In a country struggling with record budget deficits, feeling outraged about a federal agency that spent almost $900,000 on a lavish booze-soaked conference and Secret Service agents who visited prostitutes while on a taxpayer-funded trip seems natural. And the reactions will be just as natural: Congress will hold hearings, the Obama administration will swear "never again," conservative advocacy groups will send out pitches painting the administration as irredeemably corrupt, liberal ones will try to blame the Bush administration, people will lose their jobs, and, if crimes were committed, some will go to jail.
The Secret Service has already announced it will have "chaperones" on all trips and the General Services Administration, which held the conference, has canceled almost all future conferences. Heads have rolled at both agencies. But, it's all for naught. The Secret Service doesn't need new rules. Neither does GSA. Ending all scandals is impossible and even trying to do so may make an already top-heavy government even less efficient.
It isn't as if this hasn't happened before. Barely two years ago, another federal agency -- what was then called the Minerals Management Service -- ended up under media, congressional, and public spotlights for a hard-partying culture that involved employees taking bribes, doing drugs, and exchanging sexual favors with employees of the companies it was supposed to regulate. (That scandal, which came to encompass some of MMS' actual duties, was actually worse than what seems to have gone on at GSA and Secret Service.) And before that came the millions of dollars that disgraced former lobbyist Jack Abramhoff, who lavished thousands on golf junkets for select federal employees in return for official acts. And so forth.
Regrettable as these scandals are, they were all newsworthy precisely because they're not all that common. While it's possible and desirable to stop government officials from committing crimes on the public's time, simply spending money, even tax money, in a foolish fashion isn't a crime. In Colombia, where the Secret Service scandal took place, buying sex isn't necessarily illegal either. And trying to prevent every potentially foolish decision just isn't worth it for any enterprise inside or outside the government. Every purchase, personnel, and monitoring decision involves dozens of explicit and implicit tradeoffs involving employee morale, spending, convenience, and quality. Government procurement, despite some improvements in recent years, is still terribly burdensome and, in many cases, may spend thousands of dollars worth of employee time on "bargain shopping" that saves much less.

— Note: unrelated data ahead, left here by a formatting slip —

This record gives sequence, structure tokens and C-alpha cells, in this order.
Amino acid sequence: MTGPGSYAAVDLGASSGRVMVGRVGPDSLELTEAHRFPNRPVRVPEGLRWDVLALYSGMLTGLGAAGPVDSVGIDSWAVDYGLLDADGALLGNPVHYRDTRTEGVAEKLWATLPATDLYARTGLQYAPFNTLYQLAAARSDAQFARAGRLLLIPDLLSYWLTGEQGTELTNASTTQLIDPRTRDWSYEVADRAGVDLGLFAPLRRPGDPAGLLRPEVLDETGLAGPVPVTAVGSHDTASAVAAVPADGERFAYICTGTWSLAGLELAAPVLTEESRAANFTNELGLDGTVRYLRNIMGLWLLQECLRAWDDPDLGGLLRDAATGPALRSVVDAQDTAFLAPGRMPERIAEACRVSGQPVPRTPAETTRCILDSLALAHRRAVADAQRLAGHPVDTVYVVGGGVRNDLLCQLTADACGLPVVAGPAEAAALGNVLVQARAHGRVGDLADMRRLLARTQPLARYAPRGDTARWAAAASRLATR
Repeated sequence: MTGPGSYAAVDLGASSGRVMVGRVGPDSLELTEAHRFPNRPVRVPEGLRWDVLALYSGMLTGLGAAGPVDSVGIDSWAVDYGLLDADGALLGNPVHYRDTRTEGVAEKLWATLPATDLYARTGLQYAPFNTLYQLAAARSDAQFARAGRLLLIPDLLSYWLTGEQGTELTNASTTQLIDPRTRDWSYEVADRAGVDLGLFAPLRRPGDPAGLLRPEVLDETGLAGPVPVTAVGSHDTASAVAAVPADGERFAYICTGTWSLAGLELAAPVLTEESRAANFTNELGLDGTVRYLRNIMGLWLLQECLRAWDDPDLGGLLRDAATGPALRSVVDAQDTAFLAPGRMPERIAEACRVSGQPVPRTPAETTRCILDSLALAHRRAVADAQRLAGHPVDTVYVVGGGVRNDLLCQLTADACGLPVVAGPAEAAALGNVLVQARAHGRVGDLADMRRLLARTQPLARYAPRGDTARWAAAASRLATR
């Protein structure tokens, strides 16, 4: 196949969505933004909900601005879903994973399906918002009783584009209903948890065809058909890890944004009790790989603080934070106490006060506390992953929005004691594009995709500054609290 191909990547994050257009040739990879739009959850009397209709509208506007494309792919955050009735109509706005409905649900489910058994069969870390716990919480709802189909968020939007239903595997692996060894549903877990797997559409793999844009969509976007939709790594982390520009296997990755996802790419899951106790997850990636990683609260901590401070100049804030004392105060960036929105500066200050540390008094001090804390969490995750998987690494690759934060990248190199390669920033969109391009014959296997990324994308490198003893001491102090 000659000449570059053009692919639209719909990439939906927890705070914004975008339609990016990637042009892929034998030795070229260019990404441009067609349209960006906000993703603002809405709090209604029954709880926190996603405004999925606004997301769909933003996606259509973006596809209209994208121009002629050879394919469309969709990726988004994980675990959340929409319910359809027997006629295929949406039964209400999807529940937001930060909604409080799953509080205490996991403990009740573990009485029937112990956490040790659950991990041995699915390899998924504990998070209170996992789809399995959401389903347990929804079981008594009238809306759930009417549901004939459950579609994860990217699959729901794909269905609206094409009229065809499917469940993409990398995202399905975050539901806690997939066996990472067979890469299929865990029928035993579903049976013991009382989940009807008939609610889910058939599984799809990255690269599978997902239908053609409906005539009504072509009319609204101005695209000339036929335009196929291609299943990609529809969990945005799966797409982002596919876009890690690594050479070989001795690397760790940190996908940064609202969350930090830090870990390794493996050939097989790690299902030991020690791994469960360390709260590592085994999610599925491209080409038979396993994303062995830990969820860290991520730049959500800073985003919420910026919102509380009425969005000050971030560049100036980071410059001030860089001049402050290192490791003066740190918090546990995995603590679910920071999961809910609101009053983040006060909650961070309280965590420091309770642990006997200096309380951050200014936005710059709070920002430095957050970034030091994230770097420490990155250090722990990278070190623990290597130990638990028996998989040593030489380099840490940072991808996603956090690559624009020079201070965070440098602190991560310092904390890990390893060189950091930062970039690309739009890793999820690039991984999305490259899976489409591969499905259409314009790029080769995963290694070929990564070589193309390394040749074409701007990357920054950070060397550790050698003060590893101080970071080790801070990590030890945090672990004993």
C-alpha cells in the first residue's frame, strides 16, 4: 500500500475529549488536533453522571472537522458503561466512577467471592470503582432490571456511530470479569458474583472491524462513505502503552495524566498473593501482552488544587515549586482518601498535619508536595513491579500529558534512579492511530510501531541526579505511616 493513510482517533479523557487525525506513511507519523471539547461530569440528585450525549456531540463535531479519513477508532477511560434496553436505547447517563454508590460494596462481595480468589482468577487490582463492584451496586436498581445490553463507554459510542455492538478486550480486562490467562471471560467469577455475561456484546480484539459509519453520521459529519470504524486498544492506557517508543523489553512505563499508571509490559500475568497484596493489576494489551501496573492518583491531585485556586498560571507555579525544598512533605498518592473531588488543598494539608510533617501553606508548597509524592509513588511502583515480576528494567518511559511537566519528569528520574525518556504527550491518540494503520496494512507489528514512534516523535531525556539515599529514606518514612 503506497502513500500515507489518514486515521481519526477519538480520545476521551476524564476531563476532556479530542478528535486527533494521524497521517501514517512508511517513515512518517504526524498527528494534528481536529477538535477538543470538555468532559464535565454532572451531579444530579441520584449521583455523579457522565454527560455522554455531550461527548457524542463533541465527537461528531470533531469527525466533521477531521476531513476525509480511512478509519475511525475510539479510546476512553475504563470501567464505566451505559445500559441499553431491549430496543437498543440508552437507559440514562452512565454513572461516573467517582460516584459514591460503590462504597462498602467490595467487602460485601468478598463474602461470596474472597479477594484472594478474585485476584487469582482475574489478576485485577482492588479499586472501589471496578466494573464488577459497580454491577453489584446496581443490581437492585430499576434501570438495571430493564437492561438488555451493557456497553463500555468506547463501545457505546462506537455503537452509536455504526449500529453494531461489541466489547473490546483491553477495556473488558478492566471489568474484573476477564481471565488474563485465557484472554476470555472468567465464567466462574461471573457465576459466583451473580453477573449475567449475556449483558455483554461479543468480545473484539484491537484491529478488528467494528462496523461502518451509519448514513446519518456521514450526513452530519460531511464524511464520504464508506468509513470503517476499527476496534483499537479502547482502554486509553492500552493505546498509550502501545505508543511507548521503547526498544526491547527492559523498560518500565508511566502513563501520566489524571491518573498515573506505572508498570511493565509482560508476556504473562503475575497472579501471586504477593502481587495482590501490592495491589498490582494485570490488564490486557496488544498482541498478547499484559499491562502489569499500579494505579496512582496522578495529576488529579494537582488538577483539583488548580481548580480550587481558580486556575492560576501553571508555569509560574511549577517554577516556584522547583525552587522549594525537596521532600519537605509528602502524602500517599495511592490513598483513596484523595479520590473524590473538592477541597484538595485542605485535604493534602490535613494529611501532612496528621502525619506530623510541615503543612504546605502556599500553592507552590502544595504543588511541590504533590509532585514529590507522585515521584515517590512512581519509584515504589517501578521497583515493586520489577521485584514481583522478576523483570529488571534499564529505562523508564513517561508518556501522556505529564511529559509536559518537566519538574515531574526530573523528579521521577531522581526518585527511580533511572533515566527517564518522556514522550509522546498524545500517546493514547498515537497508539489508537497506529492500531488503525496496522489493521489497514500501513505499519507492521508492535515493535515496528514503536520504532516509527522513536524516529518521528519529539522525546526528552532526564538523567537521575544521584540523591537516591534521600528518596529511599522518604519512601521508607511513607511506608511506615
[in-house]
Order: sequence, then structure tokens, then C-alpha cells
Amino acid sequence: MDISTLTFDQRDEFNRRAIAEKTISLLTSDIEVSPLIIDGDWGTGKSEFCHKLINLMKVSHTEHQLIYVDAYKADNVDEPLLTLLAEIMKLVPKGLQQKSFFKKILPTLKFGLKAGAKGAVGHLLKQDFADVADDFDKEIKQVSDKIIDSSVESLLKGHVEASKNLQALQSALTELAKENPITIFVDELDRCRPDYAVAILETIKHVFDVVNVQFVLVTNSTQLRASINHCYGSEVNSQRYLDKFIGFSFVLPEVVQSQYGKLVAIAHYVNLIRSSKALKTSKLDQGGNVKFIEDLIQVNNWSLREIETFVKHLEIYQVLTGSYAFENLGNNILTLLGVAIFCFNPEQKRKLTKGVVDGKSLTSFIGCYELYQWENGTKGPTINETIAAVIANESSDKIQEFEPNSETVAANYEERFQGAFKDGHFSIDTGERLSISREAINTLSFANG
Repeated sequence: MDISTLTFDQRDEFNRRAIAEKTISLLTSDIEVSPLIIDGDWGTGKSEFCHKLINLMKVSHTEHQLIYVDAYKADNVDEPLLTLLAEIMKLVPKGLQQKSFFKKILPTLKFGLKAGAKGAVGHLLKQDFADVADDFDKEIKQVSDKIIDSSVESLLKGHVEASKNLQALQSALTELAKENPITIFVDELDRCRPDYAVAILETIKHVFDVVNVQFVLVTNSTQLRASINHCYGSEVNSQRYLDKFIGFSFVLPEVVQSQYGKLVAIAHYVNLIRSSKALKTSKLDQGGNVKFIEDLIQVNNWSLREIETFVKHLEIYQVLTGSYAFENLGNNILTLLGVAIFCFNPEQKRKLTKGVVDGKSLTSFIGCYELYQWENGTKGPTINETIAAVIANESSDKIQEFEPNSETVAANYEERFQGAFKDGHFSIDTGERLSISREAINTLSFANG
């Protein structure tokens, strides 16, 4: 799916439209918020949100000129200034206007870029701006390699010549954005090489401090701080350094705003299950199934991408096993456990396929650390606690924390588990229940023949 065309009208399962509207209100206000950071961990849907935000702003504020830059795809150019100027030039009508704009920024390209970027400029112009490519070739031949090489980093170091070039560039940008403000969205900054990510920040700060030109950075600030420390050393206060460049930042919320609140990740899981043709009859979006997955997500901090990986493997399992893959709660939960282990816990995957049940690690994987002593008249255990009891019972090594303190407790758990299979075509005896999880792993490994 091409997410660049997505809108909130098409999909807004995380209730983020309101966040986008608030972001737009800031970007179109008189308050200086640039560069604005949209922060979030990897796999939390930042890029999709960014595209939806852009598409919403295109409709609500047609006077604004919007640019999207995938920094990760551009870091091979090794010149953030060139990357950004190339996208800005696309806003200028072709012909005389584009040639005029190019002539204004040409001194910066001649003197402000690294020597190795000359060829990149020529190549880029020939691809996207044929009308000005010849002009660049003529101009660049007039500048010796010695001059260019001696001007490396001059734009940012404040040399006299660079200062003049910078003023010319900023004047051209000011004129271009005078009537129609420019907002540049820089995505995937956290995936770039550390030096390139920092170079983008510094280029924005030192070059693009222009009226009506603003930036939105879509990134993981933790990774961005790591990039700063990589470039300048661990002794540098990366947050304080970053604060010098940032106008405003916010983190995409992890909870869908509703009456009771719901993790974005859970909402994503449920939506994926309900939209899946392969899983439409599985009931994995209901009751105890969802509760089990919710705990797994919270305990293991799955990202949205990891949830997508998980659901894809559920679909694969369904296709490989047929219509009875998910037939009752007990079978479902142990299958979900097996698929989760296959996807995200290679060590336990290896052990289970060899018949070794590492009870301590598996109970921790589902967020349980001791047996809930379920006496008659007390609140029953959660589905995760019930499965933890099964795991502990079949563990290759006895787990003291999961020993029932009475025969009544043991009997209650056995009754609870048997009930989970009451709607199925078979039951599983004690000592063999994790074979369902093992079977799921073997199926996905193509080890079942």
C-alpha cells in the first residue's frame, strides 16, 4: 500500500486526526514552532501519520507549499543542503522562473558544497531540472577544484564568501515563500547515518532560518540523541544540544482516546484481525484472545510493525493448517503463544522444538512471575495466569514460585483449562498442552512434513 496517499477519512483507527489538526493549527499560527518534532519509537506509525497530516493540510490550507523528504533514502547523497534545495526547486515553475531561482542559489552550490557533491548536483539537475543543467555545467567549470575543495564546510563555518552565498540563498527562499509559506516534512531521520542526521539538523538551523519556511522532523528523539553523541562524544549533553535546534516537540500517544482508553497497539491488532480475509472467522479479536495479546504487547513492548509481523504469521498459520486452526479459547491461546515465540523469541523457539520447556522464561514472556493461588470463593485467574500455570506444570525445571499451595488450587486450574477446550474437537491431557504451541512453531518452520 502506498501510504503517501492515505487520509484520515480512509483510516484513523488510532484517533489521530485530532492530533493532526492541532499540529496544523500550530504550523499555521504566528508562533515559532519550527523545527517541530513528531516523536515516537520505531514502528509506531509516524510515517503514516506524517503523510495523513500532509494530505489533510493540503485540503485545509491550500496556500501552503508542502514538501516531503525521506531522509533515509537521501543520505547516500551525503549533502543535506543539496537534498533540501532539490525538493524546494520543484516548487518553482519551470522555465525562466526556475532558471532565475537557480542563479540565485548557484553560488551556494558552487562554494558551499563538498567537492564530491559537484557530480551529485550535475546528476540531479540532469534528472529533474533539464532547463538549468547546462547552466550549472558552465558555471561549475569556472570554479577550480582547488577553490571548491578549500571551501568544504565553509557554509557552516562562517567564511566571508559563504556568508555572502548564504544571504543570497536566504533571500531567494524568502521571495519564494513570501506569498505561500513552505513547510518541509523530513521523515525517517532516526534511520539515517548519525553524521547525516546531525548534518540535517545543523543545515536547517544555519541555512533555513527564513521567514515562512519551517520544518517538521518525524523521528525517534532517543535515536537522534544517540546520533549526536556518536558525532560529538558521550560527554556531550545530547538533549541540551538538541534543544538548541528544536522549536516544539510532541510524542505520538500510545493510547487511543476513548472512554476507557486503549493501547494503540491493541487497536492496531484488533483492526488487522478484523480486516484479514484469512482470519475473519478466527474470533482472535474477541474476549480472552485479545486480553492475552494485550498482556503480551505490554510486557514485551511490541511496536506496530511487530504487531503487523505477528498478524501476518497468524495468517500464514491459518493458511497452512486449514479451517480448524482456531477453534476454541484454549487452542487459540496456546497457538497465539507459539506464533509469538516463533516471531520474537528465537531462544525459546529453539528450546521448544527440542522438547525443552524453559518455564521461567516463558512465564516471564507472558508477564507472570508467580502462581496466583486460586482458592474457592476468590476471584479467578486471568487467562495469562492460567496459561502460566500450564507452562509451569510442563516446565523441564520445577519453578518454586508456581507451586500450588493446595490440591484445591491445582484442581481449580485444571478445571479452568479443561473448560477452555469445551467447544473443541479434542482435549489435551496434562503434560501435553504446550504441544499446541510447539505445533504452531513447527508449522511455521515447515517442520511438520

All sizable government agencies already have inspectors general that try to police their activities and a roster of ethics rules far more complex than those found in the overwhelming bulk of private enterprises. For good reason, almost all government agencies already operate far more openly than the typical private enterprise. In this context, extreme measures like banning all professional development events are likely to destroy agency morale and sap productivity for no good reason. Likewise, sequestering Secret Service agents in hotels during all off-duty time during travel could well damage morale in the agency that, after all, trains them to sacrifice their lives for top officials. In any case, both the Secret Service and GSA seem to have violated dozens of existing policies and simply enforcing those policies could have prevented the problems.
In the end, some degree of corruption is inevitable given the government's size. No enterprise that employs 2 million people and spends nearly $2.5 trillion could ever do everything well or honestly. Making government run more efficiently, something everyone wishes for, simply isn't possible if every move any federal worker makes has to be double checked in a way that a private business never would.
The bottom line, then, seems pretty simple: the size and scope of government means scandals like those at GSA and The Secret Service are inevitable. Simply making more rules won't end scandals -- that's impossible -- but may make government even less efficient.